The raccoon insists on getting his share of the sweet corn, but other than that we eat way way more than $50 worth of fresh produce. $3000 worth, I don't think so. Are you exaggerating just a bit Michele? Or do you just grow massive quantities of potatoes or the expensive gourmet stuff?

As far as time spent, I am not sure if the puttering around in there after the mulch is spread qualifies as real work. With the mulch there are hardly any weeds. Watering is minimal, even with a so called drought last year. I kind of just wait til it is time to harvest things.

I grow it, harvest, wash it and the best part of all is someone else prepares and cooks all that fresh food. Then I do the dishes and clean the kitchen.

Christopher C, lucky you to live with a good cook! We are a family of five here. My grocery bill runs between $250 and $300 a week because I like the good stuff. In gardening season, I shave a least $100 a week off that.

I do grow potatoes, loads and loads. I grow loads of everything. If I want to eat it, I want to grow it. I just made a curried cole slaw two days ago with the last of my 2008 cabbages.

Turnips braised in cider!!! Thank you, Steve.

Katie, I am managing with a four-foot tall cedar fence. I have nailed cage wire to the bottom of it. I dug a foot-deep trench, and bent the cage wire into an L shape, so it's not only a foot deep, but also extends a foot across. It was a really lousy, nasty job that involved many weekends of my lying on my stomach in the mud with a hammer and staples, but this is working for me.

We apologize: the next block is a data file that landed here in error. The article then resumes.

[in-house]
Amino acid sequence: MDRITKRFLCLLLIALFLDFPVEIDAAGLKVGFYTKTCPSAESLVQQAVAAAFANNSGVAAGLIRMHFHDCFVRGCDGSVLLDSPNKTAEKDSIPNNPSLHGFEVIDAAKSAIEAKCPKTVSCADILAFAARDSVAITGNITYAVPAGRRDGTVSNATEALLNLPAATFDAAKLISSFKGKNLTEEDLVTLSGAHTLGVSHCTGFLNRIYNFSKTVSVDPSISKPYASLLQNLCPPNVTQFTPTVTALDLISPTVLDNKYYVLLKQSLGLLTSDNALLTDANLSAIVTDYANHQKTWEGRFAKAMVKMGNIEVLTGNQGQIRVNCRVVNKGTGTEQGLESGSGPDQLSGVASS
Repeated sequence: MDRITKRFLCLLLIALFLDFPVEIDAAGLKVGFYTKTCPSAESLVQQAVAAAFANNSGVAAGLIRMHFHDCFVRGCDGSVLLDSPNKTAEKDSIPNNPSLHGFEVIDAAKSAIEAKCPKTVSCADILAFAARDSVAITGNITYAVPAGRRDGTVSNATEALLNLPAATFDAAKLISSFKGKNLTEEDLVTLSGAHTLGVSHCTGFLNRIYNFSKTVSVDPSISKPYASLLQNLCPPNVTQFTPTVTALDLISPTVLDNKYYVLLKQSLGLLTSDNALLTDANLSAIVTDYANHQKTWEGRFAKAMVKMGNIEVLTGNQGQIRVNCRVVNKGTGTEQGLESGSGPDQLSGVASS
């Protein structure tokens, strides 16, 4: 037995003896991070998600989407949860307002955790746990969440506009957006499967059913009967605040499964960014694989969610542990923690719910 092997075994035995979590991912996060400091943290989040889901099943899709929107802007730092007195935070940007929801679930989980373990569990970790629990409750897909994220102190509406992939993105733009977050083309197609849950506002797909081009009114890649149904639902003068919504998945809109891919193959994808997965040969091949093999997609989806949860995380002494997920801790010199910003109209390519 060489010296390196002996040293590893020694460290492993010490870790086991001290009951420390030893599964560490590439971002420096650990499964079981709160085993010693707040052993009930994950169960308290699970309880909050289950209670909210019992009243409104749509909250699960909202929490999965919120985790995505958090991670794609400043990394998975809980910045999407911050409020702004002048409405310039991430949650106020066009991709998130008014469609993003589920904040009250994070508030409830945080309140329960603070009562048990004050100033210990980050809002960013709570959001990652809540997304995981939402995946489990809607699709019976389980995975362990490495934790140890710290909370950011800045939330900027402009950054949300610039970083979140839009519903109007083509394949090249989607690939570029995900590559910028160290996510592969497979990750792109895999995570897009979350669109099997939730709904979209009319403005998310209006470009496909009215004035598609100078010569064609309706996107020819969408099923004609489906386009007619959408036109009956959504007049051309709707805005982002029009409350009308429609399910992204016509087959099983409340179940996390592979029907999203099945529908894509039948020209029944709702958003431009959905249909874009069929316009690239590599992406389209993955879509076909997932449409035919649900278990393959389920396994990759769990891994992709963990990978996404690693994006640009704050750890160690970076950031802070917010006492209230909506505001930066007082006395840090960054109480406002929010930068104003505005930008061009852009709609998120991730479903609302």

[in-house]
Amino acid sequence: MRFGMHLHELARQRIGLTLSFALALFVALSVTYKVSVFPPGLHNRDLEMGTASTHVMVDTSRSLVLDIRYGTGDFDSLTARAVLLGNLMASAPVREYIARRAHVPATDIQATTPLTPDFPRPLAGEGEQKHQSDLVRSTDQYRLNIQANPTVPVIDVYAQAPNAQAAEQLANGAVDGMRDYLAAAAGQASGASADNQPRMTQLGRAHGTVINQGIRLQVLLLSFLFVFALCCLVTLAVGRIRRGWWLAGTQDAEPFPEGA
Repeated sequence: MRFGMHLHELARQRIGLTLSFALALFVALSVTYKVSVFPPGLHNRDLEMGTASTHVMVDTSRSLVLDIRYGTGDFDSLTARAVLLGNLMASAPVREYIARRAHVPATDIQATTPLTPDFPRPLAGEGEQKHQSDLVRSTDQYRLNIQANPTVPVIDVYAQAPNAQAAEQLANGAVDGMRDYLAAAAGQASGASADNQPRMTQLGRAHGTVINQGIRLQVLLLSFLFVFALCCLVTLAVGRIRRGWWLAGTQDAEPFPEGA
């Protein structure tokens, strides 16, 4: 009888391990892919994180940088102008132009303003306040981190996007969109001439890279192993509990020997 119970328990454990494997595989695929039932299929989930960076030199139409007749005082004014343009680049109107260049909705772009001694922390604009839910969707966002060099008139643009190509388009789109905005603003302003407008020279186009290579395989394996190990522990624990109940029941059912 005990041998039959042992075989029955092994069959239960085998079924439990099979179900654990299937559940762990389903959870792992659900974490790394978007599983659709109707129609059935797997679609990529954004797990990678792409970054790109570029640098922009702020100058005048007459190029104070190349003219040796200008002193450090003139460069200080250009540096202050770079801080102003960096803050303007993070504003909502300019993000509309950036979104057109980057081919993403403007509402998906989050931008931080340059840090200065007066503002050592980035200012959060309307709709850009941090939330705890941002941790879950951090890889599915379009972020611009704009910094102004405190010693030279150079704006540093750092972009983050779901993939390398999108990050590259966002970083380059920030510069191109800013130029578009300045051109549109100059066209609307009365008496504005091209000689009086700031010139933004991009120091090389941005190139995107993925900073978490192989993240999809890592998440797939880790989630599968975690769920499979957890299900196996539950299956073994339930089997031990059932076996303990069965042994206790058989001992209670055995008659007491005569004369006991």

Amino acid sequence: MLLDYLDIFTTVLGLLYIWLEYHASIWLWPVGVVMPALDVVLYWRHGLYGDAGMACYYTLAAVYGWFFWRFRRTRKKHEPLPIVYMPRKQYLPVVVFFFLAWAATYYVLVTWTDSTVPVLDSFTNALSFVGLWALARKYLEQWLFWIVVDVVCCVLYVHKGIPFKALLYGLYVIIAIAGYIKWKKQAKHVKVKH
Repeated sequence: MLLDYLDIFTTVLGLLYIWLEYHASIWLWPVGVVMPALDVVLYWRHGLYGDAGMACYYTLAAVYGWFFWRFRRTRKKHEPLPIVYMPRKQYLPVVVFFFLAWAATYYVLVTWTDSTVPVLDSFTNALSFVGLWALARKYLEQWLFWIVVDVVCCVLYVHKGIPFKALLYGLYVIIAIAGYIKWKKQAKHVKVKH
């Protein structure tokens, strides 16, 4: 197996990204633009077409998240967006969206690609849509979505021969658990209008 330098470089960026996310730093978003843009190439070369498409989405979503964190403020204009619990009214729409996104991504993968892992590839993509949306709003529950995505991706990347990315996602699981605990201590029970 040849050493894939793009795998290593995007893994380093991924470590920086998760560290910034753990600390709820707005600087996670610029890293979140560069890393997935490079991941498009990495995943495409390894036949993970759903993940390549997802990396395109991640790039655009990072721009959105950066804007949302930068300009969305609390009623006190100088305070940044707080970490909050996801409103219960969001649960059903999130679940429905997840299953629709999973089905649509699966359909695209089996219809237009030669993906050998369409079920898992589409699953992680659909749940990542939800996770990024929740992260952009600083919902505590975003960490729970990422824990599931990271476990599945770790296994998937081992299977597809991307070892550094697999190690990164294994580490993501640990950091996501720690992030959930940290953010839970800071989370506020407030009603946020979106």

But other people who garden near me really do it in what look like prison yards. Groundhogs are tough. A dog is a big help.

I think the cost is context dependent. I've seen homes that are very granite counter-toppy. With that money all-ready spent, it seems valuable to keep the investment and install a garden with high architectural value. This is going to be a lot more expensive and you probably won't break even on food costs.

Some homes don't have that look, or don't have it on the outside, or there are parts of the outside that don't. In those cases, it can be done much more economically.

If you feel like you can't get started unless it is going to look good, I do understand that. I think it is okay to say that it isn't for everyone.

For my part, I took a middle road. Sure it cost more, but it looks better. I call it "reinvesting" some of the garden back in the garden. Each year it looks better than the year before. This year I upgraded the border on the raised beds to a nice stone. Total cost was about $200. Money well spent if you ask me!

There is something to be said for gardening on the cheap. But if you can make it look good at the same time, I say go for it. If you can use last years saving to fund it, so much the better.

As an aside; I would estimate I get $500 a year worth of produce. Certainly not $3000 though! Someday maybe , if I can get some more space :)